If the leave is employee-requested, such as maternity, there are no requirements placed upon the employer. However, if the leave is employer-generated, the rules set forth above under Discipline or Suspension would apply; and the employer would be required to pay full salary during the leave period. This requirement is imposed by DOL. 20 CFR § 655.731(c)(7).
USCIS policy, which is not stated in any regulation, is not dependent upon whether the leave is employer or employee-initiated. Rather, the issue of whether the employee maintains H-1B status during the leave is dependent upon whether there is an expectation of continuing employment at the conclusion of the leave of absence. If there is — even if the leave is extended — the employee is in valid status. If there is no expectation of continuing employment, the employee is not in valid status during the leave period. USCIS policy places no time limit on the length of the leave; however, both the employee and the employer should be aware that time continues running toward the six-year limit on H-1B status, even though the employee is on leave, unless the employee changes to a different nonimmigrant status for the duration of the leave and then changes status back to H-1B at the end of it.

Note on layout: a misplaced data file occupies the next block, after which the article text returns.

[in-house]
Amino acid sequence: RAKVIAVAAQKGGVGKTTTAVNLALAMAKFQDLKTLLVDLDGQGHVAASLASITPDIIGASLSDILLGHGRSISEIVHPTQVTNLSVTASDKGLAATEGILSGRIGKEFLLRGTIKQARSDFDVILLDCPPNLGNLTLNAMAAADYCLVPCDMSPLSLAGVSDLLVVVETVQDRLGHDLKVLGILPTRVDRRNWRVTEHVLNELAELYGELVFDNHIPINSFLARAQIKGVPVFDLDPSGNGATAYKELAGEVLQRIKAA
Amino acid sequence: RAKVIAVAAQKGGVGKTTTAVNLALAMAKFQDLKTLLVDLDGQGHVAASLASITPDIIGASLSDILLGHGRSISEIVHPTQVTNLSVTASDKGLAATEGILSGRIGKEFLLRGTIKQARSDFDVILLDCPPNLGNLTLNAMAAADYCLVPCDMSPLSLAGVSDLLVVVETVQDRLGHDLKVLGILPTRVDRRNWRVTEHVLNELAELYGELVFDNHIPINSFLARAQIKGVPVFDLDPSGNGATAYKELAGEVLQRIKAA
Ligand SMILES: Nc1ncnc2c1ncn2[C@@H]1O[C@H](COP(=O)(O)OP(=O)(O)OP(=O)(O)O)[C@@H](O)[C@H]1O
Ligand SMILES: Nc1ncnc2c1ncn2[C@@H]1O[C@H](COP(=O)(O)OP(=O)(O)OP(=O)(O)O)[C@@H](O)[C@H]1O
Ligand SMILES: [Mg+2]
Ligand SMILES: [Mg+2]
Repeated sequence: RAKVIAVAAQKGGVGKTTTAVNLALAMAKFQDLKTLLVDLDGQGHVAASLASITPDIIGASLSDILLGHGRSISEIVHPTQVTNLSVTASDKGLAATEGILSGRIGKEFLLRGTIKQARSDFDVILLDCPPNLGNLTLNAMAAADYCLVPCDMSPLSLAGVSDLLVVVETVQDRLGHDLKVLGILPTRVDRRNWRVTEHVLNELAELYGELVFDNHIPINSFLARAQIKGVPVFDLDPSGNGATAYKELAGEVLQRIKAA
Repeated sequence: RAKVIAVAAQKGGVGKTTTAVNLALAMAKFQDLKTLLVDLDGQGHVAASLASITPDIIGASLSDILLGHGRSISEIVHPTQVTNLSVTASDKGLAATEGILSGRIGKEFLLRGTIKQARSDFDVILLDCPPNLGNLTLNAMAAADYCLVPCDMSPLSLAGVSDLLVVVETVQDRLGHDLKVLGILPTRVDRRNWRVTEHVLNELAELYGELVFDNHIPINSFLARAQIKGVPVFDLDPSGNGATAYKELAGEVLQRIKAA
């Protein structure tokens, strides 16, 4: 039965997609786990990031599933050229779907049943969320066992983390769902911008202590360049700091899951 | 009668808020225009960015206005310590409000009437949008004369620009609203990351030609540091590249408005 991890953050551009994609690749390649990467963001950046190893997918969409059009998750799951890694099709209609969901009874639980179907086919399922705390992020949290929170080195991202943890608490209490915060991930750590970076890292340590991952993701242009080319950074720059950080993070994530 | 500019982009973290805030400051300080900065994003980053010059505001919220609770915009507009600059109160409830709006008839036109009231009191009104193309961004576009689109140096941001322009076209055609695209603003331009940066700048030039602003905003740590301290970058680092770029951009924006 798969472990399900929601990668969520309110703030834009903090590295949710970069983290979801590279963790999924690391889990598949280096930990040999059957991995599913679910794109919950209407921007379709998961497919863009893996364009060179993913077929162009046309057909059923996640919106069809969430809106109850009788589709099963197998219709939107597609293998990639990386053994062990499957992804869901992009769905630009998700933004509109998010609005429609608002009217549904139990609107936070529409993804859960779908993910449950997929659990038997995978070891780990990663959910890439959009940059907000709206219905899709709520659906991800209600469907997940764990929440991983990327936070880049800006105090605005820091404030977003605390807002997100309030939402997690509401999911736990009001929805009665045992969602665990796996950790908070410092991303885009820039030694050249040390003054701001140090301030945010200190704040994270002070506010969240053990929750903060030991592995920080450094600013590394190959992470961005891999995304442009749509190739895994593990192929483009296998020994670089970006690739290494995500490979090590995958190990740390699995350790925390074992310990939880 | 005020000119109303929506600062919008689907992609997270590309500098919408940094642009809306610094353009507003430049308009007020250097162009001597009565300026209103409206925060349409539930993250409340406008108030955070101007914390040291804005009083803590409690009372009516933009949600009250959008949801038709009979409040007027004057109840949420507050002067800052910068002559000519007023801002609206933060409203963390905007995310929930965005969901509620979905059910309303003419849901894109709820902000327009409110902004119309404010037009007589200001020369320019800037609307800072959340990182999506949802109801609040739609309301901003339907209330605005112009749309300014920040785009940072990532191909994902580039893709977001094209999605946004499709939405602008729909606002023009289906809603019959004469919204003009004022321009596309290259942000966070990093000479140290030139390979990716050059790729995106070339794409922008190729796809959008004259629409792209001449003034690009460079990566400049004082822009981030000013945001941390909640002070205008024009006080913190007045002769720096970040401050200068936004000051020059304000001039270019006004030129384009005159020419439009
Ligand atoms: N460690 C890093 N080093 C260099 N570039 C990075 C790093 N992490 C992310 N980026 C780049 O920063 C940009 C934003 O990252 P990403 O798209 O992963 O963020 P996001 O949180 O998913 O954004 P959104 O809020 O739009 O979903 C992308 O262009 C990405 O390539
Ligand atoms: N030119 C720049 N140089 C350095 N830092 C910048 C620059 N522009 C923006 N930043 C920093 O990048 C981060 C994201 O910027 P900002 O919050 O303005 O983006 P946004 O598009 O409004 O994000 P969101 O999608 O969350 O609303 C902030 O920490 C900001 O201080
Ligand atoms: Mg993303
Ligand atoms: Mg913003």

9. Resignation or Termination
Performance or behavior issues lead to an employee’s termination; an employee’s contract is rescinded due to visa delay or denial; an employee voluntarily resigns. What needs to be done, and what are the ramifications?
Again, there are different issues involving the two different government agencies — DOL and USCIS. With respect to DOL, it is advisable — although not required — to notify DOL to terminate the labor condition application (LCA). The reason is that the employer’s liability under the LCA continues for a period of one year after the earlier of the end date of the LCA or the termination of the LCA. 20 CFR § 655.760(c).